• If I stop my diet, how will I feel in six months or one year from now?
  • If I stop my diet, what will my health be like?
  • If I stop my diet, how will my family and friends be affected?

Alternatively, imagine you don’t keep working towards your goal. What would your life be like in five or ten years? How does that make you feel?

Setting Realistic Goals for Keeping Motivation to Lose Weight

Weight loss is a marathon, and overnight weight loss programs are not recommended. Therefore, you should plan to lose the extra pounds slowly. This method is not only healthier than rapid weight loss procedures, but you are also more likely to maintain your ideal weight rather than quickly putting it back on after a sudden drop.

You can start by setting a goal to lose 1 or 2 pounds in a week or getting a certain body fat percentage by a certain date. Setting unattainable goals will drain your motivation. On the other hand, realistic and manageable goals will help with keeping motivation to lose weight.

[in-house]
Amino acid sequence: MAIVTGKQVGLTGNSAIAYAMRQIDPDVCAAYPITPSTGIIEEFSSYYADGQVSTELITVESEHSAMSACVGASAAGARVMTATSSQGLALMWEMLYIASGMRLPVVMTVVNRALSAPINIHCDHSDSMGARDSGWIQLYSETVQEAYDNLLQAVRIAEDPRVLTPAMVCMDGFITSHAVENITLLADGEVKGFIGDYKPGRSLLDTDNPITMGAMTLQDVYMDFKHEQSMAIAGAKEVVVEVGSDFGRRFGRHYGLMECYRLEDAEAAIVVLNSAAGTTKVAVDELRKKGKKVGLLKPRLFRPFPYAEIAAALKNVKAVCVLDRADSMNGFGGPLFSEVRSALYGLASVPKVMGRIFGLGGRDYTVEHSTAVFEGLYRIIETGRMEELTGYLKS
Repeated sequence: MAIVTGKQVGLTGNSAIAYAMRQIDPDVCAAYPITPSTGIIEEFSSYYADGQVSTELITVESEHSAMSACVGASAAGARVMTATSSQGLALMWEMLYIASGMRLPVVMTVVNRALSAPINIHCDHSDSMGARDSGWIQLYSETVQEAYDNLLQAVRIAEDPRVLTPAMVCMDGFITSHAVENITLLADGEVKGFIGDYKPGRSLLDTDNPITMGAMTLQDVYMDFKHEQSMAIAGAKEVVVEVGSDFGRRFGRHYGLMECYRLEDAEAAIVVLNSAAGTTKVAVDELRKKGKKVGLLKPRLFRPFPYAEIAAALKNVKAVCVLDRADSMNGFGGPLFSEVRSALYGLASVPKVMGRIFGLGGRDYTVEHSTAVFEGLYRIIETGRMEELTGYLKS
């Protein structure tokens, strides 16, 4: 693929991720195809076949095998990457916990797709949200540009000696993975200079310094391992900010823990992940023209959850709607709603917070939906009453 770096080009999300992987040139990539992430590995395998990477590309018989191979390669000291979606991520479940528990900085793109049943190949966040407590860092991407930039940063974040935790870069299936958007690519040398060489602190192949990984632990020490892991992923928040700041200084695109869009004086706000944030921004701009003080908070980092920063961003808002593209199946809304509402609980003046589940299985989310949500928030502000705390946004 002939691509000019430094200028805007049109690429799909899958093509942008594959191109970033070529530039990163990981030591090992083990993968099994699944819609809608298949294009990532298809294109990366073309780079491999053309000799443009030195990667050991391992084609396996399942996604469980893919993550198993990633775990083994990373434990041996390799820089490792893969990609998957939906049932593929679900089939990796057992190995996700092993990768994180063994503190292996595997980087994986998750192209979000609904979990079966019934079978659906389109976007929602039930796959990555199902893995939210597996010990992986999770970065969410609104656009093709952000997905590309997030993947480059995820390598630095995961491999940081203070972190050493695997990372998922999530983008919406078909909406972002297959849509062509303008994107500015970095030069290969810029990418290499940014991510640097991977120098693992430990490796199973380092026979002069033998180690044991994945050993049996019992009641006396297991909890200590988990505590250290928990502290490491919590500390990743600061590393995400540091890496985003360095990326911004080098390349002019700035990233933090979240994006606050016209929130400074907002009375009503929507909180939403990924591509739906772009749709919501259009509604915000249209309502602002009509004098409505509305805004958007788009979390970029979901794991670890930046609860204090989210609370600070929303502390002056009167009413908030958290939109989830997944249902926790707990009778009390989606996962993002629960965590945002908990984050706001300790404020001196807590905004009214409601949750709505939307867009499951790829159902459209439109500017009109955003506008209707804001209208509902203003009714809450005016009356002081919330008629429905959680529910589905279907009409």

Stop Comparing

Although it may seem like posting or saving models or influencers is a good way to get more motivation it is more than likely hurting your self image. This will make keeping motivation to lose weight more difficult.

Scientists in the Netherlands divided women who wanted to lose weight into two groups: the first group was given a food journal with photos of thin models on the cover and interior pages, and the second group was given a journal with a neutral logo image on the front. While the neutral group lost weight, those given the journals sprinkled with supermodel images gained weight.

The researchers say that the images of models discouraged the women by creating unrealistic self-standards. Staring at photos of much-thinner women while logging food intake may have made them feel like they’d never be able to achieve that look, so they stopped trying. Instead of comparing yourself to unrealistic fashion models, stay inspired by posting images of you at your healthiest for a serious dose of weight-loss inspiration.

Build Your Own Diet Plan